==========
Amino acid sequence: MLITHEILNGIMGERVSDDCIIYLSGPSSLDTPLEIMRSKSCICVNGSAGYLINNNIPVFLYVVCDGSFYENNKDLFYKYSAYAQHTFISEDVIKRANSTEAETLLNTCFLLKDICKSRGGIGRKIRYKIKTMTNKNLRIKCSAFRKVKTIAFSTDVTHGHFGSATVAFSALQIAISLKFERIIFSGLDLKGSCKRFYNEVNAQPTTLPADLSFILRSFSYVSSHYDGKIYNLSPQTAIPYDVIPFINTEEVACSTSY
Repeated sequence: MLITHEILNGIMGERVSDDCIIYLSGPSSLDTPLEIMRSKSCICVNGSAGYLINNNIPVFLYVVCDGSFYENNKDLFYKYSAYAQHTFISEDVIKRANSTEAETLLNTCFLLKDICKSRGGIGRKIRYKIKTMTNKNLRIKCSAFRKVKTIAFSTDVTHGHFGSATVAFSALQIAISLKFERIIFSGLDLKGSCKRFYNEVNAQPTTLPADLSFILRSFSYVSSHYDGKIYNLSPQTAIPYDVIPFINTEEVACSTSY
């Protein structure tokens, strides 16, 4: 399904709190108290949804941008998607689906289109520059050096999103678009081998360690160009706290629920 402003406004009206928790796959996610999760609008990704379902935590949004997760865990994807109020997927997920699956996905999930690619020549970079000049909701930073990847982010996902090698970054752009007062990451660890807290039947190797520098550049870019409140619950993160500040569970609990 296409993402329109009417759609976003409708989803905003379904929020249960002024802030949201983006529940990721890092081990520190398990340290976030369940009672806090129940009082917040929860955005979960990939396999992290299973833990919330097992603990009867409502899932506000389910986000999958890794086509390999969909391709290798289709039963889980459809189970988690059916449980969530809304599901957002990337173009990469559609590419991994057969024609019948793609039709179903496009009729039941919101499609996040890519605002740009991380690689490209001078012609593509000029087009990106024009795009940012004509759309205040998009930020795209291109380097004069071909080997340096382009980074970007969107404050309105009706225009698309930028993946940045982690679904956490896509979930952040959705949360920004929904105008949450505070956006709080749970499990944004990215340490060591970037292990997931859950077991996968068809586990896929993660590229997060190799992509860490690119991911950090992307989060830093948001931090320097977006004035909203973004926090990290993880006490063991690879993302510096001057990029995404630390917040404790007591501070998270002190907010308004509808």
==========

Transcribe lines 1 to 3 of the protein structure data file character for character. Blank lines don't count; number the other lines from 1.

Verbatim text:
Amino acid sequence: MLITHEILNGIMGERVSDDCIIYLSGPSSLDTPLEIMRSKSCICVNGSAGYLINNNIPVFLYVVCDGSFYENNKDLFYKYSAYAQHTFISEDVIKRANSTEAETLLNTCFLLKDICKSRGGIGRKIRYKIKTMTNKNLRIKCSAFRKVKTIAFSTDVTHGHFGSATVAFSALQIAISLKFERIIFSGLDLKGSCKRFYNEVNAQPTTLPADLSFILRSFSYVSSHYDGKIYNLSPQTAIPYDVIPFINTEEVACSTSY
Repeated sequence: MLITHEILNGIMGERVSDDCIIYLSGPSSLDTPLEIMRSKSCICVNGSAGYLINNNIPVFLYVVCDGSFYENNKDLFYKYSAYAQHTFISEDVIKRANSTEAETLLNTCFLLKDICKSRGGIGRKIRYKIKTMTNKNLRIKCSAFRKVKTIAFSTDVTHGHFGSATVAFSALQIAISLKFERIIFSGLDLKGSCKRFYNEVNAQPTTLPADLSFILRSFSYVSSHYDGKIYNLSPQTAIPYDVIPFINTEEVACSTSY
């Protein structure tokens, strides 16, 4: 399904709190108290949804941008998607689906289109520059050096999103678009081998360690160009706290629920 402003406004009206928790796959996610999760609008990704379902935590949004997760865990994807109020997927997920699956996905999930690619020549970079000049909701930073990847982010996902090698970054752009007062990451660890807290039947190797520098550049870019409140619950993160500040569970609990 296409993402329109009417759609976003409708989803905003379904929020249960002024802030949201983006529940990721890092081990520190398990340290976030369940009672806090129940009082917040929860955005979960990939396999992290299973833990919330097992603990009867409502899932506000389910986000999958890794086509390999969909391709290798289709039963889980459809189970988690059916449980969530809304599901957002990337173009990469559609590419991994057969024609019948793609039709179903496009009729039941919101499609996040890519605002740009991380690689490209001078012609593509000029087009990106024009795009940012004509759309205040998009930020795209291109380097004069071909080997340096382009980074970007969107404050309105009706225009698309930028993946940045982690679904956490896509979930952040959705949360920004929904105008949450505070956006709080749970499990944004990215340490060591970037292990997931859950077991996968068809586990896929993660590229997060190799992509860490690119991911950090992307989060830093948001931090320097977006004035909203973004926090990290993880006490063991690879993302510096001057990029995404630390917040404790007591501070998270002190907010308004509808």